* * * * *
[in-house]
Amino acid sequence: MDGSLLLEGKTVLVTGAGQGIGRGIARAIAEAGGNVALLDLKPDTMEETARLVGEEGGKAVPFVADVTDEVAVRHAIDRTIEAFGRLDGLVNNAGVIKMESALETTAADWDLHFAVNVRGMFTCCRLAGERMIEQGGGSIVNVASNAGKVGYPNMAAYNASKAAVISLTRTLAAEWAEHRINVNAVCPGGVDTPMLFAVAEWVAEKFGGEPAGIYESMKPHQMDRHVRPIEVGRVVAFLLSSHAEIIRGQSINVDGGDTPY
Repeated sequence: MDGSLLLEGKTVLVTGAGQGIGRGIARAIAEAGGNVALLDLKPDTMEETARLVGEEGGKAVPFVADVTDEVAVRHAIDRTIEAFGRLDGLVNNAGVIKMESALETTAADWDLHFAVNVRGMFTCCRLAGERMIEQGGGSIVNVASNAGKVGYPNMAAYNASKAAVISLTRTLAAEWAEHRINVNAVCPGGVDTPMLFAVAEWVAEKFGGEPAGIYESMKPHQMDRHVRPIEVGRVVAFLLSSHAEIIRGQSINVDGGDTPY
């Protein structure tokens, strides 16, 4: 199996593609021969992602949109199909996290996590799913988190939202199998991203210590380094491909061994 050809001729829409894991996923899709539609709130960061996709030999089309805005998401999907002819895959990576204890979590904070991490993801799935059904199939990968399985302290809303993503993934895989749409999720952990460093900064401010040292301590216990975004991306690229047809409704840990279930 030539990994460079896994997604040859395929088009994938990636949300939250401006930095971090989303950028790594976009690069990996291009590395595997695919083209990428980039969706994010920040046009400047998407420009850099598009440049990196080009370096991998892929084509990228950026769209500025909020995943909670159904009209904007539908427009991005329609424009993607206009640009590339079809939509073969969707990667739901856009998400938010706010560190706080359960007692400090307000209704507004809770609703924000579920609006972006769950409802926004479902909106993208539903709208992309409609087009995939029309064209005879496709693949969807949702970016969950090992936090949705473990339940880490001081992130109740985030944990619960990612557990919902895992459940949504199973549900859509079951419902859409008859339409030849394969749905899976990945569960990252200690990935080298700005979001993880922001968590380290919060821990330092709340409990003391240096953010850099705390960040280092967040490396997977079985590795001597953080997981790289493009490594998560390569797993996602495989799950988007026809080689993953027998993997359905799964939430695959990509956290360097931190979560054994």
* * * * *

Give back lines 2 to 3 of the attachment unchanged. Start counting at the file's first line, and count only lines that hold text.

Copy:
Amino acid sequence: MDGSLLLEGKTVLVTGAGQGIGRGIARAIAEAGGNVALLDLKPDTMEETARLVGEEGGKAVPFVADVTDEVAVRHAIDRTIEAFGRLDGLVNNAGVIKMESALETTAADWDLHFAVNVRGMFTCCRLAGERMIEQGGGSIVNVASNAGKVGYPNMAAYNASKAAVISLTRTLAAEWAEHRINVNAVCPGGVDTPMLFAVAEWVAEKFGGEPAGIYESMKPHQMDRHVRPIEVGRVVAFLLSSHAEIIRGQSINVDGGDTPY
Repeated sequence: MDGSLLLEGKTVLVTGAGQGIGRGIARAIAEAGGNVALLDLKPDTMEETARLVGEEGGKAVPFVADVTDEVAVRHAIDRTIEAFGRLDGLVNNAGVIKMESALETTAADWDLHFAVNVRGMFTCCRLAGERMIEQGGGSIVNVASNAGKVGYPNMAAYNASKAAVISLTRTLAAEWAEHRINVNAVCPGGVDTPMLFAVAEWVAEKFGGEPAGIYESMKPHQMDRHVRPIEVGRVVAFLLSSHAEIIRGQSINVDGGDTPY